Aldous Huxley's BRAVE NEW WORLD
1 The Historical Roots of Our Ecological Crisis Lynn White, Jr. A conversation with Aldous Huxley not infrequently put one at the receiving end of an unforgettable
The United States consumes 80 percent of opioids used worldwide. Opioids and experiences that simulate the deadening effects of narcotics are mechanisms to keep us submissive and depoliticized. Desperate citizens in Aldous Huxley’s 1932 novel “Brave New World” ingested the pleasure drug soma to check out of reality. Show More Summary
Many have never been given a single reason as to why God is relevant to their lives. Man has, in Aldous Huxley‘s phrase, “an infinite appetite for distraction.” Thus, our pastimes have evolved into weapons of mass distraction: Facebook, Twitter, Instagram, LinkedIn, Pinterest, Snapchat, YouTube, and on and on. Show More Summary
I am entirely on the side of mystery. I mean, any attempt to explain away the mystery is ridiculous. I believe in the profound and unfathomable mystery of life which has a sort of divine quality about it. - Aldous Huxley
Nineteen Eighty-Four by George Orwell [The title is dated but the story is timeless.] Fahrenheit 451 by Ray Bradbury [When the fire department burns books.] Brave New World by Aldous Huxley [Weird and way ahead of its time.] Atlas Shrugged by Ayn Rand [I have never been able to finish this one.] The Children of Men by P.D. Show More Summary
GUEST: Aldous Huxley claimed that “most human beings have an almost infinite capacity for taking things for granted.” While Huxley wasn’t writing about voice-assisted devices, his understanding of our propensity to cheerlead new technology...Show More Summary
“If you want to preserve your power indefinitely, you have to get the consent of the ruled” – Aldous Huxley Interview by Mike Wallace on May 18, 1958, from the Harry Ransom Center at The University of Texas at Austin “This is Aldous Huxley, a man haunted by a vision of hell on earth. Mr.… Read More The post Aldous Huxley on Technodictators appeared first on The Big Picture.
Who the fuck is Aldous Huxley?
No, not that Huxley, the other Huxley. No, not that one either, the OTHER Huxley. OK, yeah, this one: Brave New World Aldous Huxley’s profoundly important classic of world literature, Brave New World is a searching vision of an unequal,...Show More Summary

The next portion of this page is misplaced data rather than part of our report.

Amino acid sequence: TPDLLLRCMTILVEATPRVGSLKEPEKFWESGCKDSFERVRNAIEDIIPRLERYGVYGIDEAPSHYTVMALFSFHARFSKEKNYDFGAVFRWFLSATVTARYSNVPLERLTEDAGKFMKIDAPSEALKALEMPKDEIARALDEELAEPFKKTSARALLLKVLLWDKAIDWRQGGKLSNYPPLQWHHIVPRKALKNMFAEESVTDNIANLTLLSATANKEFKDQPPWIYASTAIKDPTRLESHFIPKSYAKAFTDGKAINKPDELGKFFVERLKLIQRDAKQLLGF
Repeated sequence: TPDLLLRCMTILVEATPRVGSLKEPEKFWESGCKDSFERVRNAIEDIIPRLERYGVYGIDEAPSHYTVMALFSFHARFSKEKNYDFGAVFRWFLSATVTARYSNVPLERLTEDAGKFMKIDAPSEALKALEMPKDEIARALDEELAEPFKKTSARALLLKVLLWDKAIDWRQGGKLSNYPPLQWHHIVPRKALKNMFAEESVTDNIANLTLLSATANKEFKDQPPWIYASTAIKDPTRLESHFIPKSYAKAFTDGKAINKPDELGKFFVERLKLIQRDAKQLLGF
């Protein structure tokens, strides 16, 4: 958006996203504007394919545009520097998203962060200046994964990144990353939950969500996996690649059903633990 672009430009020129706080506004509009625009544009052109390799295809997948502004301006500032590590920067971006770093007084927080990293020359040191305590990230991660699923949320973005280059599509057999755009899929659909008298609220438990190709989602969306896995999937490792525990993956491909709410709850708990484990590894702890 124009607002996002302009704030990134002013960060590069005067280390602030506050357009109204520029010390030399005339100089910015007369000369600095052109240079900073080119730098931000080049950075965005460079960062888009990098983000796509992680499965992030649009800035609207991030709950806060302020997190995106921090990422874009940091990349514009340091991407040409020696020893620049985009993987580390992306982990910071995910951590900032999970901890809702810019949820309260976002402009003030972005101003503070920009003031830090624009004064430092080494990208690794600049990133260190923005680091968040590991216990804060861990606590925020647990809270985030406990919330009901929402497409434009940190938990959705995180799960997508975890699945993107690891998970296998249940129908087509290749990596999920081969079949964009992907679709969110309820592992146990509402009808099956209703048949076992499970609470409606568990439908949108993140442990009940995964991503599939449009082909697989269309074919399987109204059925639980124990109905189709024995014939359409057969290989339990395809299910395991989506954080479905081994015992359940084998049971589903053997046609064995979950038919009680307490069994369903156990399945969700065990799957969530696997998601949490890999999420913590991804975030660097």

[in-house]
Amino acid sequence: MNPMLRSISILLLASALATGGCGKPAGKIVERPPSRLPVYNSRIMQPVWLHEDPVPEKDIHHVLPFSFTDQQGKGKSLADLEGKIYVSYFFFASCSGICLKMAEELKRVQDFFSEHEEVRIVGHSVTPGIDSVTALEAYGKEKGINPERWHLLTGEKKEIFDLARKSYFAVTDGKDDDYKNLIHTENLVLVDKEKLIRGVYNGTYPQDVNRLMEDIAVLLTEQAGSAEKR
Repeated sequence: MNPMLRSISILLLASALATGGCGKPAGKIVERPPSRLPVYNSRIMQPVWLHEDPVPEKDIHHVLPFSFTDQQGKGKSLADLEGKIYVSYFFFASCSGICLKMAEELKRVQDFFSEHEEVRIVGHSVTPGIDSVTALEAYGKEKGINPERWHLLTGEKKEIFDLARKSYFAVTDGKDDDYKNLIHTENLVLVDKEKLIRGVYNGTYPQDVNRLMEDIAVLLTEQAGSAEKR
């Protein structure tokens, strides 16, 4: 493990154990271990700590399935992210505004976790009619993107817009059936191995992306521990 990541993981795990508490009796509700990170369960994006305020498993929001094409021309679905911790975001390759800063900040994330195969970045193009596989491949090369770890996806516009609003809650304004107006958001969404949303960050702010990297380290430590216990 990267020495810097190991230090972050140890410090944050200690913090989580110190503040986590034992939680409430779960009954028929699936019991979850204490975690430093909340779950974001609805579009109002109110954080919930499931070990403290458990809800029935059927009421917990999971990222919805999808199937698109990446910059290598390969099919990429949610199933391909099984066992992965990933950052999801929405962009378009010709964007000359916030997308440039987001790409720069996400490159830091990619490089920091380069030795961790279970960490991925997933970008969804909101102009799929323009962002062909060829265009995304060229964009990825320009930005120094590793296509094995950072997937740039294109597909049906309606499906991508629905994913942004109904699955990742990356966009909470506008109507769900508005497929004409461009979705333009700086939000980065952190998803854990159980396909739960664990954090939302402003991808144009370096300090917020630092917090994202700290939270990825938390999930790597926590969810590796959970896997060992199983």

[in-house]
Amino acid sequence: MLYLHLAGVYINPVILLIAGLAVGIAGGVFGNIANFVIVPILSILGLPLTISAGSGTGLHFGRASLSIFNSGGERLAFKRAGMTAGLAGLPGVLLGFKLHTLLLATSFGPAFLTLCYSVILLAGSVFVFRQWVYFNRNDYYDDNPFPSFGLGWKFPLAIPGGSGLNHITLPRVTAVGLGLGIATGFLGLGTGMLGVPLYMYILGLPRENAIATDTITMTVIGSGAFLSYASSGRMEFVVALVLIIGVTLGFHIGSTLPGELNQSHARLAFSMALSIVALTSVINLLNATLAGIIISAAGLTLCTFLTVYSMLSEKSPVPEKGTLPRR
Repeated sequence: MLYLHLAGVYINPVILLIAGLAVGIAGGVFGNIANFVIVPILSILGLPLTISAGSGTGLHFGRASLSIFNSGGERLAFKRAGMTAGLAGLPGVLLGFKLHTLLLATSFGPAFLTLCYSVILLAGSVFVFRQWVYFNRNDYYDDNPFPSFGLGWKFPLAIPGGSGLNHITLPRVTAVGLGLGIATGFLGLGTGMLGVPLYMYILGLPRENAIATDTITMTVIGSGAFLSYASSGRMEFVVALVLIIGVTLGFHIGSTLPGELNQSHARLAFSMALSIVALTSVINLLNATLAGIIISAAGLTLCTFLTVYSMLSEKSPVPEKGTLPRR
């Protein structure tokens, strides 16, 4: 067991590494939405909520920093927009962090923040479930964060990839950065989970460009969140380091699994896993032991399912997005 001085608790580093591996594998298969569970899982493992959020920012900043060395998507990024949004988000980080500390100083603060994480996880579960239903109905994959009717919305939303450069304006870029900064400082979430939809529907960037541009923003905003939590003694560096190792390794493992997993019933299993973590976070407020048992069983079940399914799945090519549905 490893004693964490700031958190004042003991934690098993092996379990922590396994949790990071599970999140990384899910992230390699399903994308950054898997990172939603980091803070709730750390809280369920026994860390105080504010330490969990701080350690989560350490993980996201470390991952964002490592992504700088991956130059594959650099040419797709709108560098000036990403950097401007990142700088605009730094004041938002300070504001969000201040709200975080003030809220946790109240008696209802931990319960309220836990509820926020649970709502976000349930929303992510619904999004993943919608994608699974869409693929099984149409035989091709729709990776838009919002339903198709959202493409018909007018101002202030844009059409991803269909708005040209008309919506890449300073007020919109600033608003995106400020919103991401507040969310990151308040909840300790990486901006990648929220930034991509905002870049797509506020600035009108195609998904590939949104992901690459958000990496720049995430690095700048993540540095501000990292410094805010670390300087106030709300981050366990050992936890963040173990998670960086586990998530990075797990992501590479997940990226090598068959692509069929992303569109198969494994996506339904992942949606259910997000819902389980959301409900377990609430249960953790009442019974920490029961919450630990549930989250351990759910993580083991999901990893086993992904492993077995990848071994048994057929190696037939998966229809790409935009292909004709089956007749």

This article first appeared in the National Book Review: Andrew Postman has taken to The Guardian to remind us of his father Neil Postman's classic 1985 work, Amusing Ourselves to Death, which predicted a dark -- dare we say Trumpian -- future for America. Show More Summary
George Orwell’s 1984 has garnered a lot of attention this past week for quickly becoming one of Amazon’s best-selling books. Other notable titles on the list include Ray Bradbury’s Fahrenheit 451, Brave New World by Aldous Huxley, and the novel It Can’t Happen Here by Sinclair Lewis. Show More Summary
After Donald Trump assumed the role of president of the United States, sales of dystopian novels shot through the roof, and now George Orwell, Aldous Huxley and Ray Bradbury are topping bestseller lists again. In 1988, the dystopian writer J.G. Show More Summary
“That men do not learn very much from the lessons of history is the most important of all the lessons that history has to teach.” - Aldous Huxley, Collected Essays
I don't know. This- this doesn't look good. I'm hoping the source material, Dave Eggers' 2013 dystopian novel of the same name (built around elements from Aldous Huxley's 1932 book Brave New World and George Orwell's legendary 1949 novel...
In 1970 US authorities said drugs like LSD had no medical use, but two tests may just have proven that wrong When Aldous Huxley was dying in 1963, he asked his wife to inject him with LSD, and he passed away, she wrote afterwards, without any of the pain and distress that cancer can cause in the final hours. Show More Summary
Depending on your preferred quote, the truth will make you miserable, make you mad, and set you free... but not until it is finished with you. I take no comfort in contradicting James Garfield, Aldous Huxley, David Foster Wallace, and especially Jesus. Show More Summary
"All technology is in itself morally neutral." -Aldous Huxley
There is little doubt that the two definitive novels that present New World Order-style scenarios are George Orwell’s 1984 and Aldous Huxley’s Brave New World. The plot-lines, I should stress, are very different. Both novels, however, are decidedly grim, in terms of presenting a futuristic world, one...